Brain coral is perhaps some of the most interesting coral in the sea because it truly does look like a brain. Brain coral got its name because they are shaped somewhat like a sphere and then they have grooves on the surface that look much like the folds of the human brain.
Many people believe that all brain coral is alike, but this is not true. There is more than one species of brain coral in the sea. In fact, there are two different families, but all of them work together to build brain coral reefs.
Brain coral is found in warm water coral reefs in oceans all around the world, but brain coral is found most heavily in the Red Sea throughout the Indo-Pacific all the way to Southern Japan. The species is a part of the phylum Cnidaria and class Anthozoa, also known as sea flowers. Brain coral is significant because it can live for as long as 200 years and brain coral are also known to be one of the strongest coral species in the ocean. Brain coral is known to be able to preserve itself during strong storms that destroy much of the coral around them.
Brain coral feeds on the algae that grow in the folds of their surface and brain coral will also feed on small animals such as brine and other drifting species that can get caught up in their folds. The brain coral actually uses its tentacles to catch food during the daytime hours and then at night brain coral protects itself with the same tentacles. Brain coral really is very self sufficient!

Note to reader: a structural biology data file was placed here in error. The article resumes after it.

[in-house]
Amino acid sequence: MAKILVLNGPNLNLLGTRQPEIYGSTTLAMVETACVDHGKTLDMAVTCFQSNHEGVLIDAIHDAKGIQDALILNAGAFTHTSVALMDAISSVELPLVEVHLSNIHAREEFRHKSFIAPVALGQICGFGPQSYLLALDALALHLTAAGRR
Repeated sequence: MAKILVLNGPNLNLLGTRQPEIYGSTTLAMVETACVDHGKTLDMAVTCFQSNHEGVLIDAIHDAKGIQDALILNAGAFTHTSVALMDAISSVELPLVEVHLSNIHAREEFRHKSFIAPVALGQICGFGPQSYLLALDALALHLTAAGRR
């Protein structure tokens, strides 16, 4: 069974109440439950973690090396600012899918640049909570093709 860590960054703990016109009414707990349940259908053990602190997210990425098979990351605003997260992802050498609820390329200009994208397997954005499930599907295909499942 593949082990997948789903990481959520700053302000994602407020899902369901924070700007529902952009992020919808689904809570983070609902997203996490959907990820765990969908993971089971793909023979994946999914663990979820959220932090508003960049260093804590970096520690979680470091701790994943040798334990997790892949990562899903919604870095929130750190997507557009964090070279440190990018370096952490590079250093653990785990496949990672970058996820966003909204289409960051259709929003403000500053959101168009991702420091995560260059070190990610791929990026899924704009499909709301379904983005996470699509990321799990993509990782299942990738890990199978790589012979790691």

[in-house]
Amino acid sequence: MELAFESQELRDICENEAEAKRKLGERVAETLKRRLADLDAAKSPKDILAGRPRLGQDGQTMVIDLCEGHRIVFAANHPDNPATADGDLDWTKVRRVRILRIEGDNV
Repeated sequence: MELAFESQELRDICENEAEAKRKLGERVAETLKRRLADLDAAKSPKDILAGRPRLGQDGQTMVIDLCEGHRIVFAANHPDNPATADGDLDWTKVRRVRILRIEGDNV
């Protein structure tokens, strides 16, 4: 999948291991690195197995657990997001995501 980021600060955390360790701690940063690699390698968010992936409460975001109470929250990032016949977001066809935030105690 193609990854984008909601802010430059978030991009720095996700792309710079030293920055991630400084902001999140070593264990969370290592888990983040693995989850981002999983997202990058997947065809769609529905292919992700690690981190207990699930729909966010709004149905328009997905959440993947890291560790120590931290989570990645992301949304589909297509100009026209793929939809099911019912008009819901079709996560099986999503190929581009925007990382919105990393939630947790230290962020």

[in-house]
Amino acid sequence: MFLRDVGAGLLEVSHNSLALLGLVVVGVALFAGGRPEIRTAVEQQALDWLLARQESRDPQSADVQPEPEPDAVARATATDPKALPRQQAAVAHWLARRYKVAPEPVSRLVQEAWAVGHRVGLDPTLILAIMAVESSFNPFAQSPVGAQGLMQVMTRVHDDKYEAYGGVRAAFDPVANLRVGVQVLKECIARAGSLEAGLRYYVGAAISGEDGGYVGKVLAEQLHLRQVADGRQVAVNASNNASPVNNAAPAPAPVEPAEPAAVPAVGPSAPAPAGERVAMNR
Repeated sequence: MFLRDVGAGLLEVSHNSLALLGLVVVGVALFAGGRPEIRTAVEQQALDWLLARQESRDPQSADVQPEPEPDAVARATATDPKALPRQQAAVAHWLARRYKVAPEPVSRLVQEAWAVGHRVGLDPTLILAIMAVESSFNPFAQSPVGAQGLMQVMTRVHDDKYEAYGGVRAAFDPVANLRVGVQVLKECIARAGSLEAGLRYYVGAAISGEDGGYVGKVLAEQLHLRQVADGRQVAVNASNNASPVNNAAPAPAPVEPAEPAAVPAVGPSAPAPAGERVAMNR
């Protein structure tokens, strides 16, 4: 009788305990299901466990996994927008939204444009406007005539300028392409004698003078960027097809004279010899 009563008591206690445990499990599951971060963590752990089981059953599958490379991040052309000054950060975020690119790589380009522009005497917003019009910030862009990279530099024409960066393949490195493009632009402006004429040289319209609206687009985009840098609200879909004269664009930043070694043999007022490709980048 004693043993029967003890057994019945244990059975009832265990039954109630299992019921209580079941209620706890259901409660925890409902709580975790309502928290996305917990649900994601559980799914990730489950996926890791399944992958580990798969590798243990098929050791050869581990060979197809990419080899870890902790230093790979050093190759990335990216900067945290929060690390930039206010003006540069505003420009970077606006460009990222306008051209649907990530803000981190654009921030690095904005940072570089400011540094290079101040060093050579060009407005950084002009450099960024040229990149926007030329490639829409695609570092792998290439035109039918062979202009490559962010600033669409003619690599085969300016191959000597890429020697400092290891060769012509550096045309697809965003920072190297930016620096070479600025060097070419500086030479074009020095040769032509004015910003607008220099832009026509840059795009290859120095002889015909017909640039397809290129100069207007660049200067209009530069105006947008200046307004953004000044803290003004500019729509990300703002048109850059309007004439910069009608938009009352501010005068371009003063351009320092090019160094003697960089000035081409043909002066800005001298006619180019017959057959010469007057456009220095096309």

Growth Of Colonies On The Reef
Brain coral colonies are known to be taller than six feet high and they are usually brown or greenish brown in color. Where you find brain coral you will likely find stag horn coral, which is the main competition for brain coral. The problem with stag horn coral is that it grows much more rapidly than brain coral and will take over the territory quite quickly. Of course, stag horn coral is much more delicate than brain coral so often times brain coral will beat out other variants of coral based on their strength alone.
Brain coral is in danger of being extinct. Of course, brain coral and all coral reefs are in danger all around the world. The reason for this is that silt will wash off of the land and into the water and will smother the brain coral. The more towns and cities that are built the more pollution that is in the water, and the more critical the status of brain coral becomes. Brain coral is beautiful to look at and an important part of any coral reef and the ecosystem of the world’s oceans. All varieties of coral including brain coral should be consciously preserved to maintain the integrity of our oceans waters.